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Future models - Proton - Preve

Triple R-rated Protons gaining traction

Global warming: Proton offers a hot R3 Satria overseas, and a similar Preve version could come here.

Malaysian car-maker Proton aims to add some race-inspired appeal to its line-up

Proton logo6 Sep 2013

PROTON plans to turn up the heat in Australia by introducing a warmed-up version of its Preve sedan featuring mechanical, software and aerodynamic performance tweaks.

The Australian arm of the car-maker has revealed it is kicking the tyres over at Proton’s Race Rally Research unit, otherwise known as R3The Preve is the newest model in the Proton line-up, and features a lacklustre 1.6-litre engine producing only 80kW of power and 150Nm of torque, with an emphasis on fuel economy over outright driveability.

Add-ons over the standard cars available to Proton’s Australian arm include a more aerodynamic body kit, different wheels, cat-back exhaust system, lumpier cams, a rechipped engine control unit, performance spring set, and changes to the engine to help it cope with the higher performance output.

The modifications are expected to add about 10kW and 15Nm to the torque figures of the normally aspirated car, although the higher-specification Preve GXL that is soon to arrive in Australia features a turbocharged version of the engine producing 102kW and 205Nm – meaning the performance gains are potentially higher.

The extra length in the accelerator pedal will back up the company’s “Tuned by Lotus” suspension system, acknowledging the car-maker’s ownership of and collaboration with the sportscar brand.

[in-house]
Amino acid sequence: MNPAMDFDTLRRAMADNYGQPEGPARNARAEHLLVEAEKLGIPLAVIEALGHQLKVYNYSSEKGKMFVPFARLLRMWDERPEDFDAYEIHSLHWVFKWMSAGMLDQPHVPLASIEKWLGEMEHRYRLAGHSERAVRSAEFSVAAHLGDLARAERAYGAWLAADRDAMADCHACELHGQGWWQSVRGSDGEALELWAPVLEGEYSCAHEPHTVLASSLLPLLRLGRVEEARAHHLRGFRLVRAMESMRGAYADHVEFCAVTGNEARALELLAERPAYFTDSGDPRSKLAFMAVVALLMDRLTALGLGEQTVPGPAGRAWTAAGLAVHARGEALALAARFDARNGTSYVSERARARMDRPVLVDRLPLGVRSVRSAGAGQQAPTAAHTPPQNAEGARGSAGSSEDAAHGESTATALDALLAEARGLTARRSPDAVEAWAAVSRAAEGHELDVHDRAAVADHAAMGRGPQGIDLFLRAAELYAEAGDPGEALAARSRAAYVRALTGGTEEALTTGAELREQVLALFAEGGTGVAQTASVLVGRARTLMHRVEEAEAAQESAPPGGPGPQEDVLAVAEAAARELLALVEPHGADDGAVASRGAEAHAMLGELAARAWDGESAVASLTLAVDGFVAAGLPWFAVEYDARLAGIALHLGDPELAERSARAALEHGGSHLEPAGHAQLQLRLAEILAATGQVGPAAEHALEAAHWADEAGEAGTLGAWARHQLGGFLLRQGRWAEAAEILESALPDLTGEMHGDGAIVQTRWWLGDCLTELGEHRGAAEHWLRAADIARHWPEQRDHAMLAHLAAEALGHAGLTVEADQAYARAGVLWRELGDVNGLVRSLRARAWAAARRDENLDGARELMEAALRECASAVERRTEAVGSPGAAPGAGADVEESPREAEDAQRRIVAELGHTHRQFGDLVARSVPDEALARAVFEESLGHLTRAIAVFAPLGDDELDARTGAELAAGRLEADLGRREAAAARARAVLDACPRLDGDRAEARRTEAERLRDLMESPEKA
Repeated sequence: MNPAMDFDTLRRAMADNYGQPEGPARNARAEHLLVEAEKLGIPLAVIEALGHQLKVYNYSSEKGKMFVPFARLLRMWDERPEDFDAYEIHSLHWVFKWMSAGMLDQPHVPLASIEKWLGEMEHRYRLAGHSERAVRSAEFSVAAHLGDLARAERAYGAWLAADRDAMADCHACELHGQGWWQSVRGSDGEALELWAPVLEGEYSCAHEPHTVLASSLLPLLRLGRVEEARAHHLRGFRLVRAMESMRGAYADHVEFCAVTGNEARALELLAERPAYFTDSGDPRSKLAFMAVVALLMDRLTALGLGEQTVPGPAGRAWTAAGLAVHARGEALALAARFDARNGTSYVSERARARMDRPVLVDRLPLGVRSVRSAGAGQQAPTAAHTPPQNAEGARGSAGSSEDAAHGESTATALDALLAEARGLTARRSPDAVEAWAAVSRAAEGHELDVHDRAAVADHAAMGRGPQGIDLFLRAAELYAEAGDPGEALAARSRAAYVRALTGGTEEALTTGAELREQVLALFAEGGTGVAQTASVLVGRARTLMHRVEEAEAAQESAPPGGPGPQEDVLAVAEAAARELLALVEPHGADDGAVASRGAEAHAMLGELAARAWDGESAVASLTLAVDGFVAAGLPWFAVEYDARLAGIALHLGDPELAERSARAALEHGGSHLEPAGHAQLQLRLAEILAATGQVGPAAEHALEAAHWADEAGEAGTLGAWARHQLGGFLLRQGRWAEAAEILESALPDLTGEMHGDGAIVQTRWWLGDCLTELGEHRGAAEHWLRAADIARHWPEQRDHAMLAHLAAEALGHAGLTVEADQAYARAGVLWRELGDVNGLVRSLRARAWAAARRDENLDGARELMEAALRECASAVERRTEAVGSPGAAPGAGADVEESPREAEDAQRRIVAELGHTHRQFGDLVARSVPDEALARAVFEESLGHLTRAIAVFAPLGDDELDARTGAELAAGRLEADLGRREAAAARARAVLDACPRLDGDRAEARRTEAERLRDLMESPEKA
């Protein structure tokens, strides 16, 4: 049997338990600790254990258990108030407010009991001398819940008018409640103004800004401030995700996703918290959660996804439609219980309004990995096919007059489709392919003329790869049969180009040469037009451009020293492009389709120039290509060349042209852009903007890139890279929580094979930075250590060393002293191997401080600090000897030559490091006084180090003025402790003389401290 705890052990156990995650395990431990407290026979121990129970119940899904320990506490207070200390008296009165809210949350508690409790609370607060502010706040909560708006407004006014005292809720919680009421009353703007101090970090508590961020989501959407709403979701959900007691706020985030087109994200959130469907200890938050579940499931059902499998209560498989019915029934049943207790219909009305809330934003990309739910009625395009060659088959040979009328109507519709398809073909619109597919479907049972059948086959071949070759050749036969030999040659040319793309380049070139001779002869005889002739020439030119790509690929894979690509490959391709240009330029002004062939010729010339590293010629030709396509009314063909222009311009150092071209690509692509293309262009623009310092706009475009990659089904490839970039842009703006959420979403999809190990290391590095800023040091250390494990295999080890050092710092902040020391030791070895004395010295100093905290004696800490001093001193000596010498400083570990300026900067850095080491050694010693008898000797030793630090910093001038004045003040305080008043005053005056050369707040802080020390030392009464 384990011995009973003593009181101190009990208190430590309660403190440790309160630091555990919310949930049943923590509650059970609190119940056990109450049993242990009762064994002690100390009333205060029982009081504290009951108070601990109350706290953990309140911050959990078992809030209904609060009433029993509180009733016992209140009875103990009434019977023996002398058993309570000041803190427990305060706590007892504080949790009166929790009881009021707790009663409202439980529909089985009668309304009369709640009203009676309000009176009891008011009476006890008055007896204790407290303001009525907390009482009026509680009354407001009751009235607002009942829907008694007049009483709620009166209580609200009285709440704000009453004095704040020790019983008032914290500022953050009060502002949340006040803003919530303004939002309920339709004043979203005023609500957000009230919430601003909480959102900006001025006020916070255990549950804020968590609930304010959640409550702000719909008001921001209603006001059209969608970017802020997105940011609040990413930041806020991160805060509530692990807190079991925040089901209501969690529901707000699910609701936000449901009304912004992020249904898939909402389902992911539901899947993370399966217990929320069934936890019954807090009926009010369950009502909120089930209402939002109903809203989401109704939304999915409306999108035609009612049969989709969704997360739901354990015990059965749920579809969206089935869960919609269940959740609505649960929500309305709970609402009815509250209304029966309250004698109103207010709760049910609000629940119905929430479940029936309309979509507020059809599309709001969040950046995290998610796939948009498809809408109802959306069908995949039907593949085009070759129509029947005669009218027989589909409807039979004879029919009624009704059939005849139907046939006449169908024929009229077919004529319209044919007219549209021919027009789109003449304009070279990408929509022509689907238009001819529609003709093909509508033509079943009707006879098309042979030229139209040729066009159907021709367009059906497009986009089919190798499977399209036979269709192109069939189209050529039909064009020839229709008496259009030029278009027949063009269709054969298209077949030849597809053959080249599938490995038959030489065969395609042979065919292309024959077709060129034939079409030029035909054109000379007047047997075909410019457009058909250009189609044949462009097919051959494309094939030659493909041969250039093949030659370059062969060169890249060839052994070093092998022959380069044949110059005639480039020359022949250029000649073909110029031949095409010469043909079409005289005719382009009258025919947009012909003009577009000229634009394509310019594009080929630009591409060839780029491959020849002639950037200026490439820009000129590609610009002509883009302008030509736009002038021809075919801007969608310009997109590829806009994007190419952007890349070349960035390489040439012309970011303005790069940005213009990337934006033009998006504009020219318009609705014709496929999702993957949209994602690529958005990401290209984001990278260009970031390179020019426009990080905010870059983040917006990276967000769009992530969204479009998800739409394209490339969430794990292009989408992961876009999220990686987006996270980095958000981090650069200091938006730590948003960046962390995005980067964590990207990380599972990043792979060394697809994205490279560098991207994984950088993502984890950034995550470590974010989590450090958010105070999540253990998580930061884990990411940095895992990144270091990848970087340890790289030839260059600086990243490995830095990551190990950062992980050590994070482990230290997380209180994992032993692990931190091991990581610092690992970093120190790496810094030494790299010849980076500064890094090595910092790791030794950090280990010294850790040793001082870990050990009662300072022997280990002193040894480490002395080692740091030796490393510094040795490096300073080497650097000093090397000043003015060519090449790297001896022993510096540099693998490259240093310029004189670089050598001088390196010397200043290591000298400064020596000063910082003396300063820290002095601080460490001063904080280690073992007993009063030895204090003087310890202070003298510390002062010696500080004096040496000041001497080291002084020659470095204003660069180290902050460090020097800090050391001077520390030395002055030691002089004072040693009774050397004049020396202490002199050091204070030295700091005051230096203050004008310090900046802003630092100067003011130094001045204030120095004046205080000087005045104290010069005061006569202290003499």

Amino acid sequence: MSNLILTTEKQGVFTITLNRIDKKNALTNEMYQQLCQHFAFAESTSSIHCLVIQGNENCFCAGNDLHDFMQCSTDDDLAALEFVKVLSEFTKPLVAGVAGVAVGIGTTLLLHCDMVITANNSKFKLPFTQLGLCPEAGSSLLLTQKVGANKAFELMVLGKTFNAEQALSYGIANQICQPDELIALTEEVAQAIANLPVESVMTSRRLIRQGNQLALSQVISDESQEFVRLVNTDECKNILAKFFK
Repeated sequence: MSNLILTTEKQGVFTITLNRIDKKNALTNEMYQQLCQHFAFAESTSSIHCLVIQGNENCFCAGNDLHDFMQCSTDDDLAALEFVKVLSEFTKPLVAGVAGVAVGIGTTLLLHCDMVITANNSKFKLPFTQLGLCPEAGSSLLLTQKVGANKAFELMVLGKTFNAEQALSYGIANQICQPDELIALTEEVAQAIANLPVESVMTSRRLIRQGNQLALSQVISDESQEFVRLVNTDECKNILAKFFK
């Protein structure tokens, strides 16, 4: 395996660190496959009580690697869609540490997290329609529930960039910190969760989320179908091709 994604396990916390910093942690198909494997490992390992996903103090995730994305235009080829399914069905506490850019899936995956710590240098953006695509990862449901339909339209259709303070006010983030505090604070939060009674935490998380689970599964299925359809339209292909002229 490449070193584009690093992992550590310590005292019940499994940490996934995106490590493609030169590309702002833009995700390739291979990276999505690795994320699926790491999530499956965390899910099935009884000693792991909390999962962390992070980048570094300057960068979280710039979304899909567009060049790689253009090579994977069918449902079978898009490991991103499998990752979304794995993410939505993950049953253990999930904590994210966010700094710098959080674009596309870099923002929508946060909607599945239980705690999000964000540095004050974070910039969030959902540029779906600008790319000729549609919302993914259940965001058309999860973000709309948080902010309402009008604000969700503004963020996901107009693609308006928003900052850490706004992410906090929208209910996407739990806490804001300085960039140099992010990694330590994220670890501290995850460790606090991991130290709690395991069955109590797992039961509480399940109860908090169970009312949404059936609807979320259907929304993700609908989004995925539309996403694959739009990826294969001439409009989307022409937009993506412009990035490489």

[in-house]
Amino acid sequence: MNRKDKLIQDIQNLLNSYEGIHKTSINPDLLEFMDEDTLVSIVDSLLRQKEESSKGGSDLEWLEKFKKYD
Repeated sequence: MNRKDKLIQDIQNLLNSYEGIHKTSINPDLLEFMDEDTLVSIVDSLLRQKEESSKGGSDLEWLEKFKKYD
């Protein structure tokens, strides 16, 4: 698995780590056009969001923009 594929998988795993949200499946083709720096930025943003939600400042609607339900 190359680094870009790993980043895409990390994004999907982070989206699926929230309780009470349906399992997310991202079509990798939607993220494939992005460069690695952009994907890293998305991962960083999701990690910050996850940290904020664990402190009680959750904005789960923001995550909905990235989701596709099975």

Proton Australia general manager of sales and marketing, Billy Falconer, said the car-maker was more likely to bring finished cars to Australia rather than introduce the performance kits to buyers as a showroom accessory.

“(Modifying cars) was a big thing going back a few years, but our plan is to be able to offer those type of vehicles as production vehicles rather than having people put them on themselves,” he said.

“That obviously means increasing our range for the future.

“Whether that’s via a GTI or via Proton’s R3 division ... that’s the side of the business we will be looking to bring it through.”

He said the development of a “GTI-like” vehicle, potentially based on a more heavily turbocharged version of the 1.6-litre engine, would also help the brand.

Mr Falconer said the company had received feedback for years that its Lotus-tuned chassis – the upcoming Suprima S hatch will reintroduce the “Tuned by Lotus” badge – could handle much more than its low-powered engines could dish out.

“The engine probably needs a bit more, and that’s something I believe Malaysia will address – it’s something we need to discuss with them in regards to what their plans for the future are.”

Mr Falconer said the reintroduction of a performance hero car, similar to what the GTI does for Volkswagen’s Golf, would help rebuild buyer knowledge of the brand, which was something it was now lacking.

“Going back to when we launched the GTI in 1999, I believe those years that followed that were Proton’s best sales years,” Mr Falconer said.

“It was also our best years as a recognised brand in this country, so to say that we want to go back there, yeah, I would agree with that.

“But I think it will do us huge favours in street credibility something of a GTI replacement.”

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